McCabe says it's 'absolutely' time to launch impeachment inquiry into Trump

Former Deputy FBI Director Andrew McCabeAndrew George McCabeMcCabe says it's 'absolutely' time to launch impeachment inquiry into Trump Feds gone wild: DOJ's stunning inability to prosecute its own bad actors Comey: Trump peddling 'dumb lies' MORE said Thursday that it was "absolutely" time to launch an impeachment inquiry against President TrumpDonald John TrumpPompeo changes staff for Russia meeting after concerns raised about top negotiator's ties: report House unravels with rise of 'Les Enfants Terrible' Ben Carson: Trump is not a racist and his comments were not racist MORE.

CNN's Chris CuomoChristopher (Chris) Charles CuomoCNN's Cuomo spars with Kris Kobach over whether Trump's tweet was racist Harris on Biden civil rights record: 'Not going to allow us to engage in revisionist history' Biden talks about son's struggles with mental illness, substance abuse MORE asked McCabe, "Do you believe that an impeachment inquiry is warranted based on what you understand and what has come out of the Mueller report?"

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"Absolutely," McCabe responded, pointing to special counsel Robert MuellerRobert (Bob) Swan MuellerTop Republican considered Mueller subpoena to box in Democrats Kamala Harris says her Justice Dept would have 'no choice' but to prosecute Trump for obstruction Dem committees win new powers to investigate Trump MORE's investigation, which found insufficient evidence to charge Trump with conspiring with Moscow to interfere in the election, but did not exonerate him with regards to obstruction of justice.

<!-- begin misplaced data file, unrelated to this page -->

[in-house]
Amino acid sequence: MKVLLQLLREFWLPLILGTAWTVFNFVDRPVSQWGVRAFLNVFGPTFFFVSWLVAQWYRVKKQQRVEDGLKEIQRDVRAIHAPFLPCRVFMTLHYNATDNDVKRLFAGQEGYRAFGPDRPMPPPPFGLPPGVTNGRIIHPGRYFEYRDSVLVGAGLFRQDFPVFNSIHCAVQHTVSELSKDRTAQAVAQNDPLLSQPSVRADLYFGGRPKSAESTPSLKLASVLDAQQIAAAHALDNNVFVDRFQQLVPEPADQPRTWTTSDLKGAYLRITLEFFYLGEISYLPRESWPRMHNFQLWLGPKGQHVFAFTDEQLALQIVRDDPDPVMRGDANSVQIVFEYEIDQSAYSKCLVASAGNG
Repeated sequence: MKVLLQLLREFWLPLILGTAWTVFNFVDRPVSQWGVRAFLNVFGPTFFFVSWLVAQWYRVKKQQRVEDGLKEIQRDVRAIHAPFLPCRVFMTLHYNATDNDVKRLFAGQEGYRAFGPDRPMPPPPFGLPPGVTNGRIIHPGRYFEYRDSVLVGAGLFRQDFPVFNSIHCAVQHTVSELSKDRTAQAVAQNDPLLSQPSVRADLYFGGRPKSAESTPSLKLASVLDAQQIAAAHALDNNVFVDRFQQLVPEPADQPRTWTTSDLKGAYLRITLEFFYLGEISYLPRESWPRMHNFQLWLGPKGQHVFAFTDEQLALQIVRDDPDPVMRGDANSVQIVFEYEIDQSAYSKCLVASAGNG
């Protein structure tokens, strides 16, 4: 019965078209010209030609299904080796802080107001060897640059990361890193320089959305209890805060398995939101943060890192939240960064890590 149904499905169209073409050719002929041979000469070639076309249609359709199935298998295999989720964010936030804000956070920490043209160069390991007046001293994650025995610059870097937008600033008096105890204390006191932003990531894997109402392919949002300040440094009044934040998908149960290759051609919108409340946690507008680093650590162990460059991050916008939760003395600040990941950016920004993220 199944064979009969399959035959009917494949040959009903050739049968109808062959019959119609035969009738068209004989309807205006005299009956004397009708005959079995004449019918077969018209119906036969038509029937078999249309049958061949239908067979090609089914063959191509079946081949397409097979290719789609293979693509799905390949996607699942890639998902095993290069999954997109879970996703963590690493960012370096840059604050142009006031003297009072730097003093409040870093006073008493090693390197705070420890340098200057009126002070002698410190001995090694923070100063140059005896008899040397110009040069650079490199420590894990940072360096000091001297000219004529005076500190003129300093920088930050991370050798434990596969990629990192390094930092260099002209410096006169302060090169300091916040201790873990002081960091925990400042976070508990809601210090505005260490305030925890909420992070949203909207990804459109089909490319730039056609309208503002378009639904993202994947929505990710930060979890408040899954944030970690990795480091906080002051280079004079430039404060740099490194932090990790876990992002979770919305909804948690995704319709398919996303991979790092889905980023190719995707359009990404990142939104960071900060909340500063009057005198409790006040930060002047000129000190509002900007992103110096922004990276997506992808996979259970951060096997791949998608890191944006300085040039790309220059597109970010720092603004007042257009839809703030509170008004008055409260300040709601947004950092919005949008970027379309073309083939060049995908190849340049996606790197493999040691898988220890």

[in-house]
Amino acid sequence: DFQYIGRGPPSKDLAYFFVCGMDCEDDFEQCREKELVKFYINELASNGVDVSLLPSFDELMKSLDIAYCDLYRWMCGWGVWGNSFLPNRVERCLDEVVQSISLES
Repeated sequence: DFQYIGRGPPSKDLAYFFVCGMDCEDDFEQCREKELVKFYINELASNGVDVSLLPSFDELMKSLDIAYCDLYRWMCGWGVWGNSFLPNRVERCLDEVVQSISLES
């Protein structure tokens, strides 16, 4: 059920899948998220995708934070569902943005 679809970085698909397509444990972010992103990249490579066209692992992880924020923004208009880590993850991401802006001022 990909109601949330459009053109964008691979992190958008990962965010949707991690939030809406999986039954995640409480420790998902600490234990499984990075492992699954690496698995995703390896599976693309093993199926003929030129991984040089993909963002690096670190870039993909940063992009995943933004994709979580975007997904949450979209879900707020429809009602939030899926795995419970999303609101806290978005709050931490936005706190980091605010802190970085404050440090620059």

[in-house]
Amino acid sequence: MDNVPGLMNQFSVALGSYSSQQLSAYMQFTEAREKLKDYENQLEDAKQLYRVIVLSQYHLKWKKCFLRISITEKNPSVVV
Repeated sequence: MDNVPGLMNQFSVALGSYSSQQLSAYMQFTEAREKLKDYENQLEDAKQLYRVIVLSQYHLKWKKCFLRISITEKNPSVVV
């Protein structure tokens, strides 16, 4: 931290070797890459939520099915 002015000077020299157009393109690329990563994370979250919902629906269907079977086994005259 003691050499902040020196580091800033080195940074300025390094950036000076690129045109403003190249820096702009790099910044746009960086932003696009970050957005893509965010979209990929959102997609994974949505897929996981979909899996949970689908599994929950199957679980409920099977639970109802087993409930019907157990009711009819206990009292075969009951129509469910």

"I think we are clearly there with the results of the special counsel team," McCabe said. "There are so many witnesses who could provide important, essential testimony to Congress that can only be done in the scope of an impeachment inquiry."

"Action should be taken immediately," he continued, and it is "beside the point" whether the inquiry results in articles of impeachment.

McCabe was fired from the FBI last year after an internal report found he was not forthcoming with investigators.

He responded that his dismissal was part of a larger effort by the administration to discredit the FBI and the special counsel's investigation into Russian interference in the 2016 presidential election.

Mueller's report detailed numerous contacts that Trump associates and campaign members had with Russian figures during the 2016 race.

The special counsel declined to make a prosecutorial decision about whether the president obstructed subsequent investigations into the interference, but outlined 10 “episodes” of behavior that his team investigated for possible obstruction of justice.

Several Democrats, and Rep. Justin AmashJustin AmashHouse expected to vote Wednesday on Green's impeachment effort Trump signals he'll talk about minority congresswomen at Wednesday rally Green files articles of impeachment against Trump, setting up floor vote MORE (R-Mich.), have called for proceedings to be initiated based on those results.

Democratic leadership has urged patience, saying the House should focus on its other investigations into the Trump administration, and on passing legislation.